Course Meeting Times
Lectures: 2 sessions / week, 1.5 hours / session
Recitations: 1 session / week, 1 hour / session
This course is a rigorous investigation of the evolutionary and epistemic foundations of solution concepts, such as rationalizability and Nash equilibrium. It covers classical topics, such as repeated games, bargaining, and supermodular games as well as new topics such as global games, heterogeneous priors, psychological games, and games without expected utility maximization. Applications are provided when available.
Textbooks and Readings
In addition to the textbooks listed below, there will be readings from various journals to supplement the texts.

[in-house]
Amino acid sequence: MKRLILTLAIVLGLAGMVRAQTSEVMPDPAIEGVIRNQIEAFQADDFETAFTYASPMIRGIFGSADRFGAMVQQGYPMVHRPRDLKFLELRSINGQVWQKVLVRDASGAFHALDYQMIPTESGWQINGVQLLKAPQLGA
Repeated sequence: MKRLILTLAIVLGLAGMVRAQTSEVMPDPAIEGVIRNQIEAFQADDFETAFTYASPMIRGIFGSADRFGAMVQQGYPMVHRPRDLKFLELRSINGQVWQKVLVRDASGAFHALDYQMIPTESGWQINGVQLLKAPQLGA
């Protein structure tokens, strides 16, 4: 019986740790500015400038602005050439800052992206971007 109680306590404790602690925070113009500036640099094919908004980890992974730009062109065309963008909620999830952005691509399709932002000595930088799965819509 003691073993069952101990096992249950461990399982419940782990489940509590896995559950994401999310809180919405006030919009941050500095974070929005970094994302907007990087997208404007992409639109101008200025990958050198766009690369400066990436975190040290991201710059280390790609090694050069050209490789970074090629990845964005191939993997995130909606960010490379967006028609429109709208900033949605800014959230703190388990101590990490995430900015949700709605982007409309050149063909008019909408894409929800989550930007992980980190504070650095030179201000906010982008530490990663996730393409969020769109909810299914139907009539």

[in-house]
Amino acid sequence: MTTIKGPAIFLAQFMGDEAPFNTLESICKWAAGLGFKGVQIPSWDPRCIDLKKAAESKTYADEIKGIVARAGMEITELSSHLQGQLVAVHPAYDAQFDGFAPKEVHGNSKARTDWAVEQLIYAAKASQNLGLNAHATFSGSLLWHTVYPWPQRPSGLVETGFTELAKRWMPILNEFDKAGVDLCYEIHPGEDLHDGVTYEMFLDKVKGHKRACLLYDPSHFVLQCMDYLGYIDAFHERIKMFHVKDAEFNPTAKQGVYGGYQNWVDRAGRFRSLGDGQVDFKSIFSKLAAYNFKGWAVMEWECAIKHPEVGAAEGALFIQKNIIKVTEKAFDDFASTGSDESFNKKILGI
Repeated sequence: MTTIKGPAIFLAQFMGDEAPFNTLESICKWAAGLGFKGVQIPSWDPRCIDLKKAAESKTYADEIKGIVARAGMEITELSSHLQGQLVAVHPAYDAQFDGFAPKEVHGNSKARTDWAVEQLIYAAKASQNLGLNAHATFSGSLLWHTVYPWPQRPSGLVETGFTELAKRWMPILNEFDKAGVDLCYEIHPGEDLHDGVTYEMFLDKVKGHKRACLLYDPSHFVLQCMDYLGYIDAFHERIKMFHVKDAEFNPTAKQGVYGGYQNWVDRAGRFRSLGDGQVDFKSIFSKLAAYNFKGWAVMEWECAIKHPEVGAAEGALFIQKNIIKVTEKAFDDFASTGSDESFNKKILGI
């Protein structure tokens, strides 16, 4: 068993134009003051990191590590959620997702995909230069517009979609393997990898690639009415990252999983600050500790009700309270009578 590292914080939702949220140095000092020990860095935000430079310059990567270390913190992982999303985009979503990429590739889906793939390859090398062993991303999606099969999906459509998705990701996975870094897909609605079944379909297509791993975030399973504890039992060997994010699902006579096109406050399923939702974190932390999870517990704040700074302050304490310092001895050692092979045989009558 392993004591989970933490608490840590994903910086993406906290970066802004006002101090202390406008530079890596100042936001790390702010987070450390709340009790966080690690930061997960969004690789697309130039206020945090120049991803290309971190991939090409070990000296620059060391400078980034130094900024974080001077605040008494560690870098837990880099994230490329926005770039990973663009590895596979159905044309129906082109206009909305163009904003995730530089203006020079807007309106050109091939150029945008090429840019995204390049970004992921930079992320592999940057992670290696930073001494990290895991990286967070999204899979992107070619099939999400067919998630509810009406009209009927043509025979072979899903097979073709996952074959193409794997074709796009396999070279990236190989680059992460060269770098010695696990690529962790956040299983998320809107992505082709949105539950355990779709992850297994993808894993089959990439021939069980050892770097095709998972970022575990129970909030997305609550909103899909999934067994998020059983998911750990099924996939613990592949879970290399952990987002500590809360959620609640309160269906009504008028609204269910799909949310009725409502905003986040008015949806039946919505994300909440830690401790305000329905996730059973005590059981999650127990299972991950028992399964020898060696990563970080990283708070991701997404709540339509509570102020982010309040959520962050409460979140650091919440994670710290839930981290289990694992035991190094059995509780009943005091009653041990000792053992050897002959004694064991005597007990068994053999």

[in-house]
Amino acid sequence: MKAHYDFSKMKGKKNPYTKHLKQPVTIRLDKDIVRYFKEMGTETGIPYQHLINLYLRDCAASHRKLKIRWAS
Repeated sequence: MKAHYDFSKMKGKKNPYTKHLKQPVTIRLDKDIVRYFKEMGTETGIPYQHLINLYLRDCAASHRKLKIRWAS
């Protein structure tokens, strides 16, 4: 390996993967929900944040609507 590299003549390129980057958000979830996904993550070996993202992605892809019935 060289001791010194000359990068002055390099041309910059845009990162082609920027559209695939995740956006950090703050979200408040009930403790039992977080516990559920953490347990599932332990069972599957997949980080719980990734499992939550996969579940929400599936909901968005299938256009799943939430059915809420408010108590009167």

|Take-home final exam||60%|
There will be 5 problem sets due throughout the semester, as well as a take-home exam during the final exam week. Students have 24 hours to complete and return the exam.
|LEC #||TOPICS||KEY DATES|
|1||Review of basic concepts|
|2||Application: Bargaining with complete information|
|3||Extensive-form games with imperfect information|
|4||Signaling and forward induction||Problem set 1 due|
|5||Application: Signaling in bargaining|
|6||Repeated games and their applications|
|8||Application: Screening and reputation in bargaining|
|9||Rationalizability and correlated equilibrium||Problem set 2 due|
|10||Supermodular games and their applications|
|11||Global games and their applications||Problem set 3 due|
|12||Review||Problem set 4 due|
|13||Learning and evolutionary foundations||Problem set 5 due|